The Drummond Y9 (NBR Class G) 0-4-0ST Shunters
The NBR Class G locomotives were introduced by Drummond. The
first two were purchased in 1882 from Neilson & Co, to their standard design. Originally purchased
for dock shunting, they proved to be eminently suitable for light shunting in both docks and the
Scottish lowlands. A total of 38 were built, with the last being built in 1899.
Although the term "pug" was used for different engines on different railways (eg. the Caledonian
men called all tank engines "pugs"), the NBR reserved the name "pug" for these engines. Typically,
the Y9s were driven by youngest drivers and firemen. However, senior men would also be posted on the
Y9s for health reasons, or as a form of demotion for misdemeanors on the mainline. Apparently more than
one driver known for speeding, ended up spending a number of years shunting Y9s at Leith Docks!
Rebuilding with new boilers started in 1913. Nos. 308, 343, and 344 were withdrawn in 1921/2, and
had not been rebuilt. Five had not been rebuilt by Grouping: No. 1103 was withdrawn in 1923, whilst
the other four were rebuilt in 1923. At Grouping, the LNER classified them as Class Y9.
No. 10087 was withdrawn in 1938, and the remaining 33 survived until 1953. These were withdrawn
between 1953 and 1962.
The Y9s were renumbered many times during their life with the NBR, and received preliminary numbers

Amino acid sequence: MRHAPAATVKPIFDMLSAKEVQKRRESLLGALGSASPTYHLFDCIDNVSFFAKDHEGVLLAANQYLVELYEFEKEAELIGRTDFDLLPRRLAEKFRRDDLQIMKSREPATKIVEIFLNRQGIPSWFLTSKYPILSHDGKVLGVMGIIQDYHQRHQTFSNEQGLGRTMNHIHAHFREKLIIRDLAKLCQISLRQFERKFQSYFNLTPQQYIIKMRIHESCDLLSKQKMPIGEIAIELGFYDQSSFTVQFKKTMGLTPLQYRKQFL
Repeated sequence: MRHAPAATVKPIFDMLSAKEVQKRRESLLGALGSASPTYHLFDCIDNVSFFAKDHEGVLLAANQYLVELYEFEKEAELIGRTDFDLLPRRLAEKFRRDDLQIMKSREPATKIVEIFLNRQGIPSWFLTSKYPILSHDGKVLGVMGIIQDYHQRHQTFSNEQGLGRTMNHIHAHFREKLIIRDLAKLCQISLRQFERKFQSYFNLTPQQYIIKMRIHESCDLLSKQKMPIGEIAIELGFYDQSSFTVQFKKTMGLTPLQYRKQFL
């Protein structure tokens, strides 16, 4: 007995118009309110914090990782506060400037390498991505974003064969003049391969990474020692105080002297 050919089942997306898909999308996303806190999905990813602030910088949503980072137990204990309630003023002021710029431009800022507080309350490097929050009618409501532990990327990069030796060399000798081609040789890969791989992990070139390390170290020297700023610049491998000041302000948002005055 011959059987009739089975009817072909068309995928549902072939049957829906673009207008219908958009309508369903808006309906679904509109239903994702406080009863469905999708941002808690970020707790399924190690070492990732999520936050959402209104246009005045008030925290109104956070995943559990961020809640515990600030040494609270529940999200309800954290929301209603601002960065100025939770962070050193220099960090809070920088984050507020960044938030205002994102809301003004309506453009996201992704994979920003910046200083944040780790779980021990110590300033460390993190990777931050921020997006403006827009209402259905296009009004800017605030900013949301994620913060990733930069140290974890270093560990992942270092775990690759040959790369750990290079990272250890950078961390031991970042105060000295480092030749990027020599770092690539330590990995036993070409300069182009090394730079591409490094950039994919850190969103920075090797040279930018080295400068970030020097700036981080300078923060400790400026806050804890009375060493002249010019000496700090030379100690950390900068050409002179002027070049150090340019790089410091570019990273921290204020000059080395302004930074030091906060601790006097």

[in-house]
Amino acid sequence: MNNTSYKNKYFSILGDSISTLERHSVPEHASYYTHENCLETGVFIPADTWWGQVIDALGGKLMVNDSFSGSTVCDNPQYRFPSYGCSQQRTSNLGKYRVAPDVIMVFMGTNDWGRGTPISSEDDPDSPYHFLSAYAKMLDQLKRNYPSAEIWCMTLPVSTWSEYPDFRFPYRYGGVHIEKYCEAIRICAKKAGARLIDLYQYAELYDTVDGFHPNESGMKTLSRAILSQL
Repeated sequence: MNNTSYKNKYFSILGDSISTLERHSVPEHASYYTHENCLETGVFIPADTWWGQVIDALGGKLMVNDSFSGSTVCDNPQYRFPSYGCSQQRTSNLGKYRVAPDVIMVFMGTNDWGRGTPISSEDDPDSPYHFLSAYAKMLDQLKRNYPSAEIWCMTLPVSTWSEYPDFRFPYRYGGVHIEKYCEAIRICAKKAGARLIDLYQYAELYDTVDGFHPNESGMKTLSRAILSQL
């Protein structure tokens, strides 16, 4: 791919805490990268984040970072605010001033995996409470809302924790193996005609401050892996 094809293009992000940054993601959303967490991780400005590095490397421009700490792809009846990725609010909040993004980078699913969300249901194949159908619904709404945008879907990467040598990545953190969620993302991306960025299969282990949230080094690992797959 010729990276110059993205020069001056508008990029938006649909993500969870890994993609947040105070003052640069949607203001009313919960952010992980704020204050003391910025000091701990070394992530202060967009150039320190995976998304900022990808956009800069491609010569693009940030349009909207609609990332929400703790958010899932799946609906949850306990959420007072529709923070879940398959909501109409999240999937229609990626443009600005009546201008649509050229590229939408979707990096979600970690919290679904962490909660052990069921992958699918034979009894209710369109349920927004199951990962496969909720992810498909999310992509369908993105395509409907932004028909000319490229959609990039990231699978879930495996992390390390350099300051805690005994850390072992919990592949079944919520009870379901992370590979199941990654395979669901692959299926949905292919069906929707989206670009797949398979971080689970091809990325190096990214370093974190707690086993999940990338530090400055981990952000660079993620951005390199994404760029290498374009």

from the LNER, before being given 9000 series numbers in 1924.
The new boilers fitted between 1913 and 1923 had similar dimensions to the originals, but the
safety valves were located under the dome. The only other major change with these rebuilds, was the
replacement of the leading coupling rod ends with a solid-bushed pattern.
The Y9s were fitted with dumb buffers. Originally these were solid wood, but were eventually replaced
with a metal framework covered with plate. However, the wooden buffer beams were kept.
Due to the small size of the coal bunkers (18cwt), various 4-wheeled wooden coal carriers were used
as tenders. When used, these were connected with a conventional three-link coupling. For main-line
running, two safety chains were added. In 1939, No. 9308 had its rear buffers removed, and a central
drawgear added, so making the tender a permanent fixture. In 1944, Nos. 9011, 9063, 9144, 9146,
and 10083, also had central drawgear fitted.
||3ft 9 5/8in
||10ft 4 3/8in
One Y9 has survived into preservation.
LNER 9042 (NBR 42; BR 68095) has been preserved by the
Scottish Railway Preservation Society and is kept at the
Bo'ness & Kinneil Railway.
The Hornby Caledonian Railway (CR) 'Smokey Joe' model is based on a series of locomotives ordered by the CR
from Neilson. These are essentially the same standard Neilson design as the Y9, but differ in a number of details
including the buffers, safety valves, and cab side sheets. It should be possible to adapt the Hornby model into
Thank you to the P.H. Groom collection for permission to use the above photograph of BR No. 68100.